NACB - Scientific Shorts
NACB - Scientific Shorts (formerly NACB Blog)
By Kenneth Hoekstra, PhD, HCLD, FACB
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​Pseudohyperkalemia has been defined as a marked increase of in vitro serum potassium levels in the absence of clinical evidence of electrolyte imbalance. So while true hyperkalemia is a potentially life-threatening clinical condition needing immediate medical intervention, pseudohyperkalemia exhibits no toxic affects because the increased potassium values does not reflect the actual in vivo potassium levels. However, pseudohyperkalemia can be quite misleading, and when overlooked could lead to inappropriate treatment and potentially detrimental therapy.
So what are some causative factors of pseudohyperkalemia? The list is quite extensive. Variables include collection technique such as fist clenching, mechanical trauma during or after phlebotomy, potassium contamination (i.e. carry over from K+-EDTA or oxalate/fluoride tubes), refrigeration before centrifugation, delay in centrifugation, decreased transport or storage temperature, pneumatic tube transport, hemolysis and clotting. Clinical conditions of leukocytosis (i.e. chronic lymphocytic leukemia, infectious mononucleosis), thrombocytosis (i.e. myeloproliferative disorders), abnormal erythrocyte morphology (i.e. familial pseudohyperkalemia), renal disease and rheumatoid arthritis have all exhibited factitious hyperkalemia at one time or another. Additionally, there is reverse pseudohyperkalemia - pseudohyperkalemia with a twist where in increased potassium levels are detectable in plasma while serum samples are within normal range. Here the interaction of heparin with cell membranes is thought to be the culprit.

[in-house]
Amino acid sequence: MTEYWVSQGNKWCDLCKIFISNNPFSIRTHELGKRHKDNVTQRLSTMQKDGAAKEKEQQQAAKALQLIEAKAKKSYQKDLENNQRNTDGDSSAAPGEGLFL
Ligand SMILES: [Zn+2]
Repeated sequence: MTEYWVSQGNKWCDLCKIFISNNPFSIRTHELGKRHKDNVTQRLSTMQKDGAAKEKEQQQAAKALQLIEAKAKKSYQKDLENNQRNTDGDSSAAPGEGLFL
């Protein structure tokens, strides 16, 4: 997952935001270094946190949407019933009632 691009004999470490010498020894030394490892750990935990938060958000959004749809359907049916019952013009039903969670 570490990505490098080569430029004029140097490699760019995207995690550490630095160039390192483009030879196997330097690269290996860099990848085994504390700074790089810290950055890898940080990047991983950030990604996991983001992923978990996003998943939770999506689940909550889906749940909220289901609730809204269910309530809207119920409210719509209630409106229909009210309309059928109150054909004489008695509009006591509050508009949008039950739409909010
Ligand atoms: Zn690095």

Although the differentiation of pseudohyperkalemia from true hyperkalemia may be difficult to ascertain, we as laboratory professionals are provided with the opportunity to troubleshoot erroneous lab results for our healthcare team and provide good patient care. What is the incidence of hyperkalemia at your institution?  Could some of these “high” potassium levels be attributed to specimen handling?  Perhaps your laboratory has identified additional preanalytical or analytical laboratory variables linked to falsely elevated potassium that you would like to share. I invite your comments. For the case of pseudohyperkalemia, identification of the underlying cause is the key.

 

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Posted by Kenneth Hoekstra
On 6/1/2012

Although a redraw may provide a clinician with "good" values, investigation into suspected discordant results is part of good laboratory quality management and should never be overlooked.

Posted by Alex Yuen
On 5/4/2012

often it is more time consuming to troubleshoot the underlying cause of pseduohyperkalemia; but a timely redraw will provide a better clinical picture